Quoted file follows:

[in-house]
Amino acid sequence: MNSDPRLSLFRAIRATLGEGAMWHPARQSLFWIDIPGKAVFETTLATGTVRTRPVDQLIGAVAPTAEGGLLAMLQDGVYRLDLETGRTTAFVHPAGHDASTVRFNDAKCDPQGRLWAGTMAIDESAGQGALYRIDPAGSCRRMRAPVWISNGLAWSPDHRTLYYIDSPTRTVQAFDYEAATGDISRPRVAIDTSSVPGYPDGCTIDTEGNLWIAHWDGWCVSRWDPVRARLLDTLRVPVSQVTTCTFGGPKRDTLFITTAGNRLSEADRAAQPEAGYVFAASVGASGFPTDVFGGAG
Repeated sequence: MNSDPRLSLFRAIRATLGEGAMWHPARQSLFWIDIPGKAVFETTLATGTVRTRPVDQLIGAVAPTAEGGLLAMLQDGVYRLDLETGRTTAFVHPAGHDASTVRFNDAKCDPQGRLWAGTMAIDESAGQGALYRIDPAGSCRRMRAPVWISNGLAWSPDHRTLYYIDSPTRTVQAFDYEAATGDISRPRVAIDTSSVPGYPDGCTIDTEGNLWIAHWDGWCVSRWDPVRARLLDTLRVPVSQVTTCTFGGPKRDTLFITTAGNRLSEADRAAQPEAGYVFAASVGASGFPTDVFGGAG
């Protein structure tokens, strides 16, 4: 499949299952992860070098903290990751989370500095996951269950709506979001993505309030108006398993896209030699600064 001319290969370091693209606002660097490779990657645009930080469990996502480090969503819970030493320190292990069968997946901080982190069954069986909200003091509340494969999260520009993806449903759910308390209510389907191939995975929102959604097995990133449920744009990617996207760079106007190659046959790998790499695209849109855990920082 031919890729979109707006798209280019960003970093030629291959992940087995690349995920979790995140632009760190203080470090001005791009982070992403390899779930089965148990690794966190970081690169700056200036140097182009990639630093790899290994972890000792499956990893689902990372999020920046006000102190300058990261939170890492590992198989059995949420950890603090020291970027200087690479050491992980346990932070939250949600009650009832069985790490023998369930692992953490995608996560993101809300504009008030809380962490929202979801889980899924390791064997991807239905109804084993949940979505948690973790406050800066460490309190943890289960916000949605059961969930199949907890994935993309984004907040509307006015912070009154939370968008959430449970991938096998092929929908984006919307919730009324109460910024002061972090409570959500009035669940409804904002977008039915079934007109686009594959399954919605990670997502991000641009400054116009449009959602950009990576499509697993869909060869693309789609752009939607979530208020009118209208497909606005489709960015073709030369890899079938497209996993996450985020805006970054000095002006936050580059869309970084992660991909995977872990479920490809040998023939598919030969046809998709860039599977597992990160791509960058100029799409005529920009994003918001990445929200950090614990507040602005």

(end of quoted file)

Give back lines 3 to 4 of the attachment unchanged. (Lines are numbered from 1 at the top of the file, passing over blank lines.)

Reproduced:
Repeated sequence: MNSDPRLSLFRAIRATLGEGAMWHPARQSLFWIDIPGKAVFETTLATGTVRTRPVDQLIGAVAPTAEGGLLAMLQDGVYRLDLETGRTTAFVHPAGHDASTVRFNDAKCDPQGRLWAGTMAIDESAGQGALYRIDPAGSCRRMRAPVWISNGLAWSPDHRTLYYIDSPTRTVQAFDYEAATGDISRPRVAIDTSSVPGYPDGCTIDTEGNLWIAHWDGWCVSRWDPVRARLLDTLRVPVSQVTTCTFGGPKRDTLFITTAGNRLSEADRAAQPEAGYVFAASVGASGFPTDVFGGAG
């Protein structure tokens, strides 16, 4: 499949299952992860070098903290990751989370500095996951269950709506979001993505309030108006398993896209030699600064 001319290969370091693209606002660097490779990657645009930080469990996502480090969503819970030493320190292990069968997946901080982190069954069986909200003091509340494969999260520009993806449903759910308390209510389907191939995975929102959604097995990133449920744009990617996207760079106007190659046959790998790499695209849109855990920082 031919890729979109707006798209280019960003970093030629291959992940087995690349995920979790995140632009760190203080470090001005791009982070992403390899779930089965148990690794966190970081690169700056200036140097182009990639630093790899290994972890000792499956990893689902990372999020920046006000102190300058990261939170890492590992198989059995949420950890603090020291970027200087690479050491992980346990932070939250949600009650009832069985790490023998369930692992953490995608996560993101809300504009008030809380962490929202979801889980899924390791064997991807239905109804084993949940979505948690973790406050800066460490309190943890289960916000949605059961969930199949907890994935993309984004907040509307006015912070009154939370968008959430449970991938096998092929929908984006919307919730009324109460910024002061972090409570959500009035669940409804904002977008039915079934007109686009594959399954919605990670997502991000641009400054116009449009959602950009990576499509697993869909060869693309789609752009939607979530208020009118209208497909606005489709960015073709030369890899079938497209996993996450985020805006970054000095002006936050580059869309970084992660991909995977872990479920490809040998023939598919030969046809998709860039599977597992990160791509960058100029799409005529920009994003918001990445929200950090614990507040602005």